Provider News

Case Study: Management of a Complex CSF Leak Causing Recurrent Meningitis (Cranial Base Program)

November 4, 2020

By Randall Bly, MD


A 6-year-old male was referred to Seattle Children’s by his primary care provider (PCP) for an evaluation of meningoencephalocele and probable cerebrospinal fluid (CSF) leak. The patient received state-of-the-art care at Seattle Children’s from a multidisciplinary care team of physicians and surgeons from the Cranial Base Program, which led to a carefully planned, complex surgery that repaired the leak and resolved his accompanying health problems.

Patient History

TB is a 6-year old male with a complex medical history, including repairs of his cleft lip and palate from an outside hospital, meningoencephalocele, recurrent meningitis requiring multiple hospital admissions, conductive hearing loss and velopharyngeal insufficiency. His PCP referred him to Seattle Children’s for suspected CSF leak due to his clear nasal drainage, headaches and recurrent meningitis. His episodes of meningitis had been challenging to treat, requiring multiple days of IV antibiotics.

Patient Diagnosis

TB was found to have a CSF leak from the meningoencephalocele in the anterior cranial fossa. This was visualized on nasal endoscopy in clinic.

MRI and CT scans identified extensive craniofacial abnormalities. There was bone dehiscence in the anterior cranial fossa with soft tissue density herniating into the nasal cavity. There was also a malformation of the hard palate connecting to the sphenoid and partial opacification of ethmoid cells in the fovea ethmoidalis region.

Treatment and Discussion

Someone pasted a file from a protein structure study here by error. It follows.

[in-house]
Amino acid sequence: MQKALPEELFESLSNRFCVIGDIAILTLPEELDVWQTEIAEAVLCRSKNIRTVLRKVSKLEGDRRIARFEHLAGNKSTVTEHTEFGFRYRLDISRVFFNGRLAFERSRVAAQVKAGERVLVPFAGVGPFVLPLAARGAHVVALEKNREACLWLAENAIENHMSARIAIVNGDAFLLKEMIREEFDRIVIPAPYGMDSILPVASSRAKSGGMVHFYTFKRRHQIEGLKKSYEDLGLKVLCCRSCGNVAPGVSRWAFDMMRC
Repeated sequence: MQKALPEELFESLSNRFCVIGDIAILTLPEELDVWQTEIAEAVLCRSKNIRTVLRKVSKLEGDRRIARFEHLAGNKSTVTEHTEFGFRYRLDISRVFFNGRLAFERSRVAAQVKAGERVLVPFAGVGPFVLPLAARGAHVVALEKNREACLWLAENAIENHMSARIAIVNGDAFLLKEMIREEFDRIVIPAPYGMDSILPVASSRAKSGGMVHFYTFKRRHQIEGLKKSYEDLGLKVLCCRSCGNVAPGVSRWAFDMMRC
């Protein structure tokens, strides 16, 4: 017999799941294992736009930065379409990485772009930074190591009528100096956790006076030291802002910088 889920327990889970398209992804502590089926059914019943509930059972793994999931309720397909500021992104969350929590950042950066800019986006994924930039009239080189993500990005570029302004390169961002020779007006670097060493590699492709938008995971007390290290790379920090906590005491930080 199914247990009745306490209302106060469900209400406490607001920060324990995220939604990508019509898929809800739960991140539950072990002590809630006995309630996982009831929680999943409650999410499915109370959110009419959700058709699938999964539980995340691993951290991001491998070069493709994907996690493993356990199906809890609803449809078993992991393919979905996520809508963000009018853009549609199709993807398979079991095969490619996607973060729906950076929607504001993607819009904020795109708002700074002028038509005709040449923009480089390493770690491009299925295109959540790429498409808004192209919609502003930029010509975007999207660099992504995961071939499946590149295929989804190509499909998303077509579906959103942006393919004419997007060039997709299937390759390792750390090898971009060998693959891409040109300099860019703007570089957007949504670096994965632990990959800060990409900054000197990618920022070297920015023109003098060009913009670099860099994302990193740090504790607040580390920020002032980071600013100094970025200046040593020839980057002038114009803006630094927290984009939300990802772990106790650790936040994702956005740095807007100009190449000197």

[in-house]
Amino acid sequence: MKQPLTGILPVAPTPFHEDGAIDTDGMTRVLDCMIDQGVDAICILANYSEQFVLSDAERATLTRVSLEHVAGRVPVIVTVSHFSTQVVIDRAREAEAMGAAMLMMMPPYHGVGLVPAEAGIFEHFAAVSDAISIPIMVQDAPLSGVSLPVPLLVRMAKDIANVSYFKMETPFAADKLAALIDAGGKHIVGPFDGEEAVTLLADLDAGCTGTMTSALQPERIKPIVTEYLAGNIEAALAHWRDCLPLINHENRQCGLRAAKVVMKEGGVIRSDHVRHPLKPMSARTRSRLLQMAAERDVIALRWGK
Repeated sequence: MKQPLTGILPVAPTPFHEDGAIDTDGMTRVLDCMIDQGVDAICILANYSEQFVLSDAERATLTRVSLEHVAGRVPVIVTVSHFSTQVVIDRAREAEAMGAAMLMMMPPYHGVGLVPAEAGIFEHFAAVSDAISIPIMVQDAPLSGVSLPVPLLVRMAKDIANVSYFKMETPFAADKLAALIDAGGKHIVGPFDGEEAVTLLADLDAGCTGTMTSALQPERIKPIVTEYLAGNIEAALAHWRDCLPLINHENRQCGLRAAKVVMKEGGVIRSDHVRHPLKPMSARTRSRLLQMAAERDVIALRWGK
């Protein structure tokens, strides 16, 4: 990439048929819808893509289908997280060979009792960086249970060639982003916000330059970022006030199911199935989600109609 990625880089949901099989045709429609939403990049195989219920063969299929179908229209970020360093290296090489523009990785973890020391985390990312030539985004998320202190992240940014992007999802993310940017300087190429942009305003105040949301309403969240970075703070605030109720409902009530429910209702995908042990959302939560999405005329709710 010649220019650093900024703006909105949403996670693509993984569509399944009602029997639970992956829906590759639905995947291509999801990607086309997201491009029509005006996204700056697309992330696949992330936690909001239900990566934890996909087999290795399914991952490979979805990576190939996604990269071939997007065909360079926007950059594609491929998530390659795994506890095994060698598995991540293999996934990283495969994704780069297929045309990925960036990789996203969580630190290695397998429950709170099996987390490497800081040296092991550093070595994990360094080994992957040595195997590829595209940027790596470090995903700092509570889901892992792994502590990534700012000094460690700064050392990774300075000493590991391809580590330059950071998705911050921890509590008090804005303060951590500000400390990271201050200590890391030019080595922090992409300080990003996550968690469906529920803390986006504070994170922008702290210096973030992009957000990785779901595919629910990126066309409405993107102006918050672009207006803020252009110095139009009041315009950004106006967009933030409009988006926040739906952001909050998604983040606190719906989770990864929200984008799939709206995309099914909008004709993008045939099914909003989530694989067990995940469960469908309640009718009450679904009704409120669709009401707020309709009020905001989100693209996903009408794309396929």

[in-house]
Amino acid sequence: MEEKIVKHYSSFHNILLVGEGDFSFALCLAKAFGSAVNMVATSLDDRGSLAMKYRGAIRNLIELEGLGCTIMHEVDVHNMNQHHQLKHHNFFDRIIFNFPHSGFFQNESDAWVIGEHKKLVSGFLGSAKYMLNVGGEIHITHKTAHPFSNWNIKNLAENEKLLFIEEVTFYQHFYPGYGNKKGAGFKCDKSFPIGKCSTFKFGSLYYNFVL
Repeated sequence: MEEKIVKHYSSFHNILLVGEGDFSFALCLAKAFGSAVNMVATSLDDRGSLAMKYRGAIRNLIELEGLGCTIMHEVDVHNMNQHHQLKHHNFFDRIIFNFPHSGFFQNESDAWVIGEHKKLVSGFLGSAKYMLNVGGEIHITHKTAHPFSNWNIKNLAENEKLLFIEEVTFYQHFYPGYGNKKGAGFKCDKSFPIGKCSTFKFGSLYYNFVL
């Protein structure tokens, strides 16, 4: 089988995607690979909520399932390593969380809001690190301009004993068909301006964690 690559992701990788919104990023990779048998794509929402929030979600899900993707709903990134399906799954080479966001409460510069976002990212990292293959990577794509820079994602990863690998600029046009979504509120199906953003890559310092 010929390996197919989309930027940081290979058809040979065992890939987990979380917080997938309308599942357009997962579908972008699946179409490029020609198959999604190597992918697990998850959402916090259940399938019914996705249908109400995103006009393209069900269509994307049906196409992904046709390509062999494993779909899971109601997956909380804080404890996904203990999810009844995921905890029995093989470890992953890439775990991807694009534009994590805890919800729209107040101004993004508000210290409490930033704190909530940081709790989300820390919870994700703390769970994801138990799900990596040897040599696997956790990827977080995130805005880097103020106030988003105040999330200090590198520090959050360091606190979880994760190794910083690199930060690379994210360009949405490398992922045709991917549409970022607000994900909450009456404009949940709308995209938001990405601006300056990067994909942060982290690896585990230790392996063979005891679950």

The severity of TB’s craniofacial abnormalities required surgery that was complex both in planning and execution. TB’s findings were reviewed by a multidisciplinary team of providers, including specialists from Otolaryngology, Craniofacial Surgery and Neurosurgery. Drs. Randall Bly (Otolaryngology), Amy Lee (Neurosurgery) and Kris Moe (Otolaryngology) performed advanced surgical planning to determine the best surgical approach(es) to access the lesion. These options ranged from a transnasal endoscopic approach to an open craniotomy approach. The latter option is likely to have been adopted by many other institutions, accompanied by brain retraction and removal of part of the skull to bring in tissue that is more conventionally used for such repairs. In an effort to minimize risks from the surgery, the patient, family and surgical team elected to proceed with endoscopic repair because the planning demonstrated adequate access without needing to make large incisions or retract the brain.

The surgical team proceeded with an endoscopic transnasal resection of the meningoencephalocele and repair of the CSF leak. The reconstruction was with a hinged nasal septal flap. Placement of a lumbar drain was used to divert CSF pressure. Repair of defects in this location are often done with a nasoseptal flap; however, the reconstructive technique chosen was not standard. TB’s septum was severely abnormal due to his underlying problems and his multiple prior surgeries. The surgical team had to design the reconstruction with the limited adjacent tissue that was available.


TB recovered well after surgery and was excited to get back to fishing! Follow-up imaging confirmed successful repair. In the three years since his surgery, TB has had no signs or symptoms of CSF leak, no meningitis, no headaches and no evidence of clear nasal drainage. He continues to be followed at Seattle Children’s Cranial Base Program and Craniofacial Center for ongoing management of his velopharyngeal insufficiency and conductive hearing loss.

Seattle Children’s Cranial Base Program is the only one in the country where a multidisciplinary team of pediatric specialists treats children with cranial base lesions. Meet the team.